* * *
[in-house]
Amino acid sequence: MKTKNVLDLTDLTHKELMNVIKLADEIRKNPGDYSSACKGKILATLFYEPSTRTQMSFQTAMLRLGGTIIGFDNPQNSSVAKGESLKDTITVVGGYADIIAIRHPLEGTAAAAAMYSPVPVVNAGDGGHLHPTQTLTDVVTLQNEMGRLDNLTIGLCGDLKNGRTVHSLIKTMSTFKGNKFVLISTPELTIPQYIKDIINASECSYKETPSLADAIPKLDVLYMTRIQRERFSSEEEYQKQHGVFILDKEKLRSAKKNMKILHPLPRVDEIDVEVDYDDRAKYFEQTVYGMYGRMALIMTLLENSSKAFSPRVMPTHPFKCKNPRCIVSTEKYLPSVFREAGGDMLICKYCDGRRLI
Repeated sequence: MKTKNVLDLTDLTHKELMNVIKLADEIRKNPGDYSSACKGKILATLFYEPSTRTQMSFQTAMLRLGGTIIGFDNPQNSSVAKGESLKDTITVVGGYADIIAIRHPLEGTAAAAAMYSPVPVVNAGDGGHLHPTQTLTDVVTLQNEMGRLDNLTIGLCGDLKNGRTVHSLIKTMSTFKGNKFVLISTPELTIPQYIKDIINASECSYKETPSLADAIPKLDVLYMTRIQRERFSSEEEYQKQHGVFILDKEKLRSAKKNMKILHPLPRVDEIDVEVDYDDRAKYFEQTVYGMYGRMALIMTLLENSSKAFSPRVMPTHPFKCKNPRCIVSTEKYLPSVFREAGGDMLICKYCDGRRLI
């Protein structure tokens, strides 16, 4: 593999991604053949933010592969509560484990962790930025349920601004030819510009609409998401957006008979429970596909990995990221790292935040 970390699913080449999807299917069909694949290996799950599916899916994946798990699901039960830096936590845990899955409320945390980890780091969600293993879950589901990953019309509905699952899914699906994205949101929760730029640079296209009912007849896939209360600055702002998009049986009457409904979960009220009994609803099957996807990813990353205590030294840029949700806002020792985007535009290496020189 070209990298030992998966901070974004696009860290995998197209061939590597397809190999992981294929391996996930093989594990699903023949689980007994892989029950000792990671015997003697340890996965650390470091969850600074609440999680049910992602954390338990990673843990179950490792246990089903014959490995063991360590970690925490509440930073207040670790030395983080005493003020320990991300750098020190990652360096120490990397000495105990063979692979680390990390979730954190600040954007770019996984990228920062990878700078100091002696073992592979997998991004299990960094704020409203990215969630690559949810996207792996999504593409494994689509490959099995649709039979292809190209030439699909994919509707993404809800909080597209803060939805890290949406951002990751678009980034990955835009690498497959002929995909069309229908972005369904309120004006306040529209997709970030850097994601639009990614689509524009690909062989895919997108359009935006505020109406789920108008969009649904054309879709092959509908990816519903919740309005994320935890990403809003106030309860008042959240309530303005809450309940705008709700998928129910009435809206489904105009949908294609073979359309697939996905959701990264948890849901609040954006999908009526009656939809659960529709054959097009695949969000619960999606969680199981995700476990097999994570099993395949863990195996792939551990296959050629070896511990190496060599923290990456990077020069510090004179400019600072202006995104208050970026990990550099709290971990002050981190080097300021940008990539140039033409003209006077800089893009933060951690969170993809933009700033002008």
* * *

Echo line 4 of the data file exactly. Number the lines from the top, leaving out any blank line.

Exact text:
């Protein structure tokens, strides 16, 4: 593999991604053949933010592969509560484990962790930025349920601004030819510009609409998401957006008979429970596909990995990221790292935040 970390699913080449999807299917069909694949290996799950599916899916994946798990699901039960830096936590845990899955409320945390980890780091969600293993879950589901990953019309509905699952899914699906994205949101929760730029640079296209009912007849896939209360600055702002998009049986009457409904979960009220009994609803099957996807990813990353205590030294840029949700806002020792985007535009290496020189 070209990298030992998966901070974004696009860290995998197209061939590597397809190999992981294929391996996930093989594990699903023949689980007994892989029950000792990671015997003697340890996965650390470091969850600074609440999680049910992602954390338990990673843990179950490792246990089903014959490995063991360590970690925490509440930073207040670790030395983080005493003020320990991300750098020190990652360096120490990397000495105990063979692979680390990390979730954190600040954007770019996984990228920062990878700078100091002696073992592979997998991004299990960094704020409203990215969630690559949810996207792996999504593409494994689509490959099995649709039979292809190209030439699909994919509707993404809800909080597209803060939805890290949406951002990751678009980034990955835009690498497959002929995909069309229908972005369904309120004006306040529209997709970030850097994601639009990614689509524009690909062989895919997108359009935006505020109406789920108008969009649904054309879709092959509908990816519903919740309005994320935890990403809003106030309860008042959240309530303005809450309940705008709700998928129910009435809206489904105009949908294609073979359309697939996905959701990264948890849901609040954006999908009526009656939809659960529709054959097009695949969000619960999606969680199981995700476990097999994570099993395949863990195996792939551990296959050629070896511990190496060599923290990456990077020069510090004179400019600072202006995104208050970026990990550099709290971990002050981190080097300021940008990539140039033409003209006077800089893009933060951690969170993809933009700033002008």